If $L\subset\mathbb R^n$ is a $k$-dimensional affine subspace disjoint from $\Gamma$ and $P_L:\mathbb R^n\to L^\perp$ the orthogonal projection on the orthogonal complement $L^\perp$, the absolute rotation $\Omega(\Gamma, L)$ of $\latex \Gamma$ around $L$ is the absolute rotation of the curve $P_L\circ\Gamma$ around the point $P_L(L)\in L^\perp\simeq \mathbb R^{n-k}$.

The absolute rotation of $\Gamma$ around an affine hyperplane $L$ is defined as $\pi\cdot \#(\Gamma\cap L)$.

Formally the 0-sphere $\mathbb S^0=\{\pm 1\}\subset\mathbb R^1$ is not connected, but it is convenient to make it into the metric space with two “antipodal” points at the distance $\pi$, similarly to higher dimensional unit spheres with antipodal points always distanced at $\pi$.

Denote by $\Omega_k(\Gamma)$ the supremum $\sup_{\dim L=k}\Omega(\Gamma,L)$, where the supremum is taken over all affine subspaces $L$ of dimension $k$ in $\mathbb R^n$.

Main Theorem.

$\Omega_k(\Gamma)\leqslant n + 4\bigl(K_1(\Gamma)+\cdots+K_{k+1}(\Gamma)\bigr) \qquad \forall k=0,\dots,n-1$.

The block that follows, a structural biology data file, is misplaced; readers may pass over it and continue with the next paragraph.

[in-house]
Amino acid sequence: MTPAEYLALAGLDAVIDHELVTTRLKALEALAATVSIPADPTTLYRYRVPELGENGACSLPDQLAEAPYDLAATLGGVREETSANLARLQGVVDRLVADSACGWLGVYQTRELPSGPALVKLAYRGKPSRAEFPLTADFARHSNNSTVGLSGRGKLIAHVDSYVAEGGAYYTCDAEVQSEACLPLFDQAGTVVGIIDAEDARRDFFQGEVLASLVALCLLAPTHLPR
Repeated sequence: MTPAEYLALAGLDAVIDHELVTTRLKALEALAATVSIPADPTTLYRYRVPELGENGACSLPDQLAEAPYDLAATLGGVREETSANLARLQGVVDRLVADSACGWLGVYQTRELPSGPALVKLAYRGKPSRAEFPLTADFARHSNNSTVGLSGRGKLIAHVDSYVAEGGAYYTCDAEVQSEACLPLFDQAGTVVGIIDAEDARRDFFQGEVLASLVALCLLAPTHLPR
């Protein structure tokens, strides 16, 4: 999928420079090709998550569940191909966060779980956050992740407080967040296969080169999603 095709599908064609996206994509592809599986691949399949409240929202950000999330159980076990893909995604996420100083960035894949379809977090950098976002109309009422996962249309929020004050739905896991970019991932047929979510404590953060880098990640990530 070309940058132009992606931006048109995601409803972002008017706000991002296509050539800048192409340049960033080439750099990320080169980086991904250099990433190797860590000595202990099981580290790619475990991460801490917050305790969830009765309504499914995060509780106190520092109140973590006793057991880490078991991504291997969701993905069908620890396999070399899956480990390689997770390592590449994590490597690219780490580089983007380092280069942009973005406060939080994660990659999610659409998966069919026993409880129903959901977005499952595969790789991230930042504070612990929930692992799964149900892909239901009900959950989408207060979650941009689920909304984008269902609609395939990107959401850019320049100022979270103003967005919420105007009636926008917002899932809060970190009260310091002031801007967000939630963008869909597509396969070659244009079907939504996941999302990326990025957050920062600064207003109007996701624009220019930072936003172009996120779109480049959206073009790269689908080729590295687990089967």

The proof of this theorem is based on a combination of arguments from integral geometry and the Frobenius formula for a differential operator vanishing on given, say, real analytic functions $f_1(t),\dots,f_n(t)$. Denote by $W_k(t)$ the Wronski determinant of the first $k$ functions $f_1,\dots,f_k$, adding for convenience $W_0\equiv 1,\ W_1\equiv f_1$. These Wronskians are real analytic, and assuming that $W_n$ does not vanish identically, we can construct the linear $n$th order differential operator

$\displaystyle \frac{W_n}{W_{n-1}}\,\partial\,\frac{W_{n-1}}{W_{n}}\cdot\frac{W_{n-1}}{W_{n-2}}\,\partial\,\frac{W_{n-2}}{W_{n-1}}\,\cdots\, \frac{W_2}{W_1}\,\partial\,\frac{W_1}{W_2}\cdot\frac{W_1}{W_0}\,\partial\,\frac{W_0}{W_1}.$

One can instantly see that this operator is monic (composition of monic operators of order 1) and by induction prove that it vanishes on all functions $f_1,\dots, f_n$.

The straightforward application of the Rolle theorem guarantees that if all the Wronskians are nonvanishing on $[0,\ell]$, then the operator is disconjugate and no linear combination of functions $\sum c_i f_i(t)$ can have more than $n-1$ isolated root.

In the case where the Wronskians $W_k(t)$ are allowed to have isolated roots, numbering $\nu_k$ if counted with multiplicity, then the maximal number of zeros that a linear combination as above may exhibit, is bounded by $(n-1)+4\sum_{k=1}^n \nu_k$.

References.